We've had just over a week of the new print version of the Democrat and Chronicle, with, as promised, more content than the old D&C.
And I'm not loving it.
Change is good. Communities change, readers' interests change, style and taste change. If we had to read the newspapers that were published 100 years ago, we'd faint from boredom.
So now we have the new D&C, with 60 more pages each week. We do have more local news, but so far, a lot of it is small stories graphically blown out of proportion. And some of it is not more news; it's big photos, big ads, a big editorial floating in white space.
I do applaud the D&C for expanding state news. The trend in newspapers has been to reduce state coverage: specifically, state-government coverage. But the D&C's expanded state content has been mixed, some coming from its excellent Albany bureau, others along the line of last Wednesday's "Hike the Appalachian Trail."
Some readers are enthusiastic about the USA Today insert, the short-news master that now provides all of the D&C's national and international news. This is certainly not the only newspaper that leans heavily on short articles that appeal to people with short attention spans. But that brings me to my real concern about the new D&C.
A key role of a newspaper – any newspaper – is to help readers learn enough about important issues that they can be good citizens. We do that not only by telling readers what happened yesterday but also why: by providing context and analysis. The D&C is giving us a few articles long enough to provide both, but I had hoped the expansion would provide more.
I'm also troubled by the increased reliance on Gannett writers for national and international news. With a few exceptions over the past week, every news article in every section except Sports was written by a local, state, or national Gannett journalist. That means that only Gannett journalists scour the world for our news, and only Gannett journalists decide which news sources should be interviewed, and on which topics.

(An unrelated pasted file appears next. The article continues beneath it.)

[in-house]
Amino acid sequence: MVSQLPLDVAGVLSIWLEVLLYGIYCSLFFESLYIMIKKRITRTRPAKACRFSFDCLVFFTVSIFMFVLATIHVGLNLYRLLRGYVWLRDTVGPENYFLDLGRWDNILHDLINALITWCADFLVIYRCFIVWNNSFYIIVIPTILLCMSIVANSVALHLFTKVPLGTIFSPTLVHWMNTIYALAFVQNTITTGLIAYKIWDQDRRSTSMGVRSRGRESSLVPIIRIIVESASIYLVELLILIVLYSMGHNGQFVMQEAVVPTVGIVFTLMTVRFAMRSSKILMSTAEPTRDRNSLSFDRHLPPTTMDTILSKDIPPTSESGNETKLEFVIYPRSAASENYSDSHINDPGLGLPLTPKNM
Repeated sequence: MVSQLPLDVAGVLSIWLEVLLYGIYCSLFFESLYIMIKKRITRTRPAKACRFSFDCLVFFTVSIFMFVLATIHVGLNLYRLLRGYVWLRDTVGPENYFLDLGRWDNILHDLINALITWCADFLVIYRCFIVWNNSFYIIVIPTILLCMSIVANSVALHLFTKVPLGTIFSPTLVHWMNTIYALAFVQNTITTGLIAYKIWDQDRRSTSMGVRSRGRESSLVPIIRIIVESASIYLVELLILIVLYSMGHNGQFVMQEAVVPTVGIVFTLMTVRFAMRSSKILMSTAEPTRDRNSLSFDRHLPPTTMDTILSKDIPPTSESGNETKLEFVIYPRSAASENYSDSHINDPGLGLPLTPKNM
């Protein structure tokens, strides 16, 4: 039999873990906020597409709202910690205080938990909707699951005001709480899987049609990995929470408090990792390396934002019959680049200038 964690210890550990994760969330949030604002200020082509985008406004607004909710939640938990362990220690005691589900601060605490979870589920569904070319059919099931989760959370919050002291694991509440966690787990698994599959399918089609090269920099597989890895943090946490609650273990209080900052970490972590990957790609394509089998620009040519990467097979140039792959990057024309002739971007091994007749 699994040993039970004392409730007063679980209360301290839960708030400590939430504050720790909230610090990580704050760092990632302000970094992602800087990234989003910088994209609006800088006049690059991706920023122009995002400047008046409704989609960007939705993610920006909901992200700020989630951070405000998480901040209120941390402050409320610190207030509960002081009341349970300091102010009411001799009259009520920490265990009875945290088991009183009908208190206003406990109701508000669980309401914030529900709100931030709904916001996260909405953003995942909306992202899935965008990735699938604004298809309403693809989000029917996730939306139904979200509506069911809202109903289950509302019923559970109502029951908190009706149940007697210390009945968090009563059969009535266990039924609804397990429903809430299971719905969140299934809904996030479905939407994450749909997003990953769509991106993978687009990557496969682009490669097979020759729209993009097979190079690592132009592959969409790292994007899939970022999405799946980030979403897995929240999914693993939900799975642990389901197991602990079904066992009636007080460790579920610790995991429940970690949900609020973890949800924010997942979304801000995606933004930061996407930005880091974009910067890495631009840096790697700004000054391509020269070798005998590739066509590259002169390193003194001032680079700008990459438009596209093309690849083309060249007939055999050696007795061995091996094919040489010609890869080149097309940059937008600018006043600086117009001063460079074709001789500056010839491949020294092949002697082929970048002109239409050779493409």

Add to that the dramatic decrease in the number of syndicated opinion columns, and we get a narrower and – thanks to the Gannett style – blander view of the world.
The D&C is certainly doing some positive things. Despite its cutbacks, it has a strong local and state news staff, and the D&C seems to be stepping up its investigative efforts. But on the whole, there doesn't seem to be a lot more substance in the "more" that we're getting.
This is a time when the public needs more substance, not less. We live in an increasingly complicated world. To be well-informed citizens, we need information, lots of it. And if newspapers don't provide it, who will?
Readers can, of course, turn to other sources. That would be fine if readers were turning to outlets that provided substantive information. But more and more people – liberals as well as conservatives – are turning to online and television outlets that simply reinforce their own prejudices. And increasingly, the D&C seems to tailor its content to what readership surveys say the average person wants, as opposed to what people need.
In journalism circles, it's not politically correct to argue for the latter. It's considered elitist.
So call me an elitist.
I like variety in media. I know that the public enjoys reading about food drives, principals who are retiring, old buildings, and school science projects. Those are nice stories about nice people, and they help create a sense of community in a diverse region.
But newspapers also have a responsibility to be community leaders. A newspaper heavy with shallow stories about relatively insignificant events, a newspaper that aims for the lowest common denominator rather than helping readers broaden their horizons and deepen their knowledge, isn't living up to its calling.
(And by the way: What kind of newspaper do all those research scientists and technology whizzes moving to Rochester expect to find?)